However, my inability to go to therapy, or my outright quitting, has usually had to do with my assessment that the therapy was not going to be complex enough. I would waffle and sometimes take this upon myself because I was confused about it. I think that another key issue was support: in order to attend therapy I needed at least for a time someone to take me, and to talk to me about going regularly - in short, someone to take an interest in whether I went or not. I didn't avoid it, though, while thinking I was missing out on something beneficial. I think I was making an unconscious statement about the hopelessness of the situation.

I think sometimes that therapists or psychiatrists did judge me in negative ways. This was not my focus. My focus was whether I thought it was possible to have a complex enough relationship with a therapist or doctor to actually help my situation.

There was a long history of my family avoiding dealing with the issue of me not going out. There was avoidance, but I am not sure that the focus belongs on the avoidance, as much as the reasons behind not going out, the chain of events, behaviours and familial reactions leading up to and continuing afterward.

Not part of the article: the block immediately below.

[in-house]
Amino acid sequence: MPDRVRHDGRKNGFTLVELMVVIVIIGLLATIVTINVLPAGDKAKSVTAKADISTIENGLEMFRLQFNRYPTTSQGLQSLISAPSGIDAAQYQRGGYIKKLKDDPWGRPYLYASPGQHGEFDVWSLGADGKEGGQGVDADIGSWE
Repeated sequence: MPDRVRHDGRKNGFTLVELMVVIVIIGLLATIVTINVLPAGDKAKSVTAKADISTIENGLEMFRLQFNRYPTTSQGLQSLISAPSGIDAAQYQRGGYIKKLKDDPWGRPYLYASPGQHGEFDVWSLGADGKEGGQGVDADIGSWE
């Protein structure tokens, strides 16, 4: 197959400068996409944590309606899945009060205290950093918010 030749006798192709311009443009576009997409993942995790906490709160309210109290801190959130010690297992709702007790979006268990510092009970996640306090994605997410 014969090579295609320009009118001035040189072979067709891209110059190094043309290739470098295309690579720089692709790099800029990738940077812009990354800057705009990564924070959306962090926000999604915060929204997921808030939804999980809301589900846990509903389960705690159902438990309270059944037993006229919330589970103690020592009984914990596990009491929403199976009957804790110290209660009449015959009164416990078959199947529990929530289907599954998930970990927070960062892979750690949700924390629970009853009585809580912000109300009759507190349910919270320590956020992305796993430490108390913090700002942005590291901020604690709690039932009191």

When I think of the term avoidant, what comes to mind relates to what most people think of as 'normal' human behaviour. Popular culture seems to reinforce the idea that human beings are inherently avoidant. Breaking up with someone is almost always portrayed as something that most characters put off and put off, people get their friends to send 'emergency calls' to help bail them out of bad dates, people aren't able to cancel a wedding until everyone is sitting down and waiting on the actual wedding day, people are reluctant to tell their friends their real opinions, people keep their secret feelings to themselves for years - it's like people will go to extreme lengths to avoid having a real discussion with others, and human life revolves around this necessity. Avoidant = unwilling or unable to face one's own feelings, or those of others. Unwilling to face discomfort, mess or ugliness. In some cases, it may be healthy to be able to distinguish priorities, such that energy isn't completely consumed by constant exposure to the intense and unpleasant aspects of life, but if avoidant behaviour is never challenged, or is in fact reinforced, how is that healthy?

I am not sure that 'avoidant personality disorder' is a good term to describe a condition in which those diagnosed with it seem to have very low self-esteem. It doesn't address the causes for the development of low self-esteem, but would seem to judge them for having it, partly by lumping them into an unappealing category.